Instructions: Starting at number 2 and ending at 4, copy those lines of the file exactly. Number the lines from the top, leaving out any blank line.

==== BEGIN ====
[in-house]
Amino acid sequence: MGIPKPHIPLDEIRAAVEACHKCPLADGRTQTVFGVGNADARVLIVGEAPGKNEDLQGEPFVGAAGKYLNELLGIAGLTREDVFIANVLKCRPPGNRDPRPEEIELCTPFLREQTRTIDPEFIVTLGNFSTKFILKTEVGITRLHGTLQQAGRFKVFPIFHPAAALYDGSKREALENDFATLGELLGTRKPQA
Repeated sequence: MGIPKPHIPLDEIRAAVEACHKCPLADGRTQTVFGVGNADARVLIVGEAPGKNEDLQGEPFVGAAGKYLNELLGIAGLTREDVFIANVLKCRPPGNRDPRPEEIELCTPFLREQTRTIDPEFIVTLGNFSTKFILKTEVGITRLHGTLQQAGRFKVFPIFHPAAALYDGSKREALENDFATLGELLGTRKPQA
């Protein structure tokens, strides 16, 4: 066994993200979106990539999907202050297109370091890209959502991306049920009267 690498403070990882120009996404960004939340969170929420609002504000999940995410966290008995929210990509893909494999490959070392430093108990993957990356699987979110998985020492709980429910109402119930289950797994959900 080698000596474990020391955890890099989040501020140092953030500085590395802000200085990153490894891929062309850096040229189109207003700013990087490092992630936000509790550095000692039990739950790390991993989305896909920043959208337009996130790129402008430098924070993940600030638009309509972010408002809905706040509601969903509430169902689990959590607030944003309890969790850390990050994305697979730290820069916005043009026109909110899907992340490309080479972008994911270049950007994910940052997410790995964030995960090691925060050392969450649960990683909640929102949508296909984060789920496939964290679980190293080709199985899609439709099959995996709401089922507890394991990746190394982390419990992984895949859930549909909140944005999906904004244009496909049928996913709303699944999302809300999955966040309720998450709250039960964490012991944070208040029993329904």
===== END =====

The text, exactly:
Amino acid sequence: MGIPKPHIPLDEIRAAVEACHKCPLADGRTQTVFGVGNADARVLIVGEAPGKNEDLQGEPFVGAAGKYLNELLGIAGLTREDVFIANVLKCRPPGNRDPRPEEIELCTPFLREQTRTIDPEFIVTLGNFSTKFILKTEVGITRLHGTLQQAGRFKVFPIFHPAAALYDGSKREALENDFATLGELLGTRKPQA
Repeated sequence: MGIPKPHIPLDEIRAAVEACHKCPLADGRTQTVFGVGNADARVLIVGEAPGKNEDLQGEPFVGAAGKYLNELLGIAGLTREDVFIANVLKCRPPGNRDPRPEEIELCTPFLREQTRTIDPEFIVTLGNFSTKFILKTEVGITRLHGTLQQAGRFKVFPIFHPAAALYDGSKREALENDFATLGELLGTRKPQA
């Protein structure tokens, strides 16, 4: 066994993200979106990539999907202050297109370091890209959502991306049920009267 690498403070990882120009996404960004939340969170929420609002504000999940995410966290008995929210990509893909494999490959070392430093108990993957990356699987979110998985020492709980429910109402119930289950797994959900 080698000596474990020391955890890099989040501020140092953030500085590395802000200085990153490894891929062309850096040229189109207003700013990087490092992630936000509790550095000692039990739950790390991993989305896909920043959208337009996130790129402008430098924070993940600030638009309509972010408002809905706040509601969903509430169902689990959590607030944003309890969790850390990050994305697979730290820069916005043009026109909110899907992340490309080479972008994911270049950007994910940052997410790995964030995960090691925060050392969450649960990683909640929102949508296909984060789920496939964290679980190293080709199985899609439709099959995996709401089922507890394991990746190394982390419990992984895949859930549909909140944005999906904004244009496909049928996913709303699944999302809300999955966040309720998450709250039960964490012991944070208040029993329904």